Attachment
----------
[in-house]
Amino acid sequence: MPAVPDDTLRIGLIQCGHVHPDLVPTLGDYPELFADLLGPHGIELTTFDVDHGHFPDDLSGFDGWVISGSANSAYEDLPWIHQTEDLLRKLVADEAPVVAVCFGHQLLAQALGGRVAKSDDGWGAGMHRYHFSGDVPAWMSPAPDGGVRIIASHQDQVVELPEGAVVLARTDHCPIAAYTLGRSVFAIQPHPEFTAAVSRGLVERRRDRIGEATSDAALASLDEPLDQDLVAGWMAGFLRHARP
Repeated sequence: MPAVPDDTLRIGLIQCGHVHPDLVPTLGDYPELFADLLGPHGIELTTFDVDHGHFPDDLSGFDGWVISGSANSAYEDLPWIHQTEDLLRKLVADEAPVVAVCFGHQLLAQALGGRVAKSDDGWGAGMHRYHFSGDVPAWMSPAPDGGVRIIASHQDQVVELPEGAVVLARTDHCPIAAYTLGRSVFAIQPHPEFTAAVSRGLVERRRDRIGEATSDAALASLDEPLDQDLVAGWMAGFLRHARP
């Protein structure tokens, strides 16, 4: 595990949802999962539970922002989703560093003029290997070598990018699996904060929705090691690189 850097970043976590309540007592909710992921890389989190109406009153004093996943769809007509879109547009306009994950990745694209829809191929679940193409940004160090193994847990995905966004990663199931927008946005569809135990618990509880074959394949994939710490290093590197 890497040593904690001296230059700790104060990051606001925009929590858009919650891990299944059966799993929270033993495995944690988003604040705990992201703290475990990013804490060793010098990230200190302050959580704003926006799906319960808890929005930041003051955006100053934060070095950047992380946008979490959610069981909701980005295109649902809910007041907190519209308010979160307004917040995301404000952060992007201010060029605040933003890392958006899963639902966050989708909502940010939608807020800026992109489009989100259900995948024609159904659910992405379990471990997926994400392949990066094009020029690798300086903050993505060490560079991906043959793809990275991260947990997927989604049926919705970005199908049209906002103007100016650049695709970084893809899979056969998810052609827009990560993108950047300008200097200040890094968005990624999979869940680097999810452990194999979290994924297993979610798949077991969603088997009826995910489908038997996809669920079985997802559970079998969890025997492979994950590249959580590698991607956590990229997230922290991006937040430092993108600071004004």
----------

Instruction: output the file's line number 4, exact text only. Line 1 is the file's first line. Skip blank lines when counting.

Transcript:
């Protein structure tokens, strides 16, 4: 595990949802999962539970922002989703560093003029290997070598990018699996904060929705090691690189 850097970043976590309540007592909710992921890389989190109406009153004093996943769809007509879109547009306009994950990745694209829809191929679940193409940004160090193994847990995905966004990663199931927008946005569809135990618990509880074959394949994939710490290093590197 890497040593904690001296230059700790104060990051606001925009929590858009919650891990299944059966799993929270033993495995944690988003604040705990992201703290475990990013804490060793010098990230200190302050959580704003926006799906319960808890929005930041003051955006100053934060070095950047992380946008979490959610069981909701980005295109649902809910007041907190519209308010979160307004917040995301404000952060992007201010060029605040933003890392958006899963639902966050989708909502940010939608807020800026992109489009989100259900995948024609159904659910992405379990471990997926994400392949990066094009020029690798300086903050993505060490560079991906043959793809990275991260947990997927989604049926919705970005199908049209906002103007100016650049695709970084893809899979056969998810052609827009990560993108950047300008200097200040890094968005990624999979869940680097999810452990194999979290994924297993979610798949077991969603088997009826995910489908038997996809669920079985997802559970079998969890025997492979994950590249959580590698991607956590990229997230922290991006937040430092993108600071004004």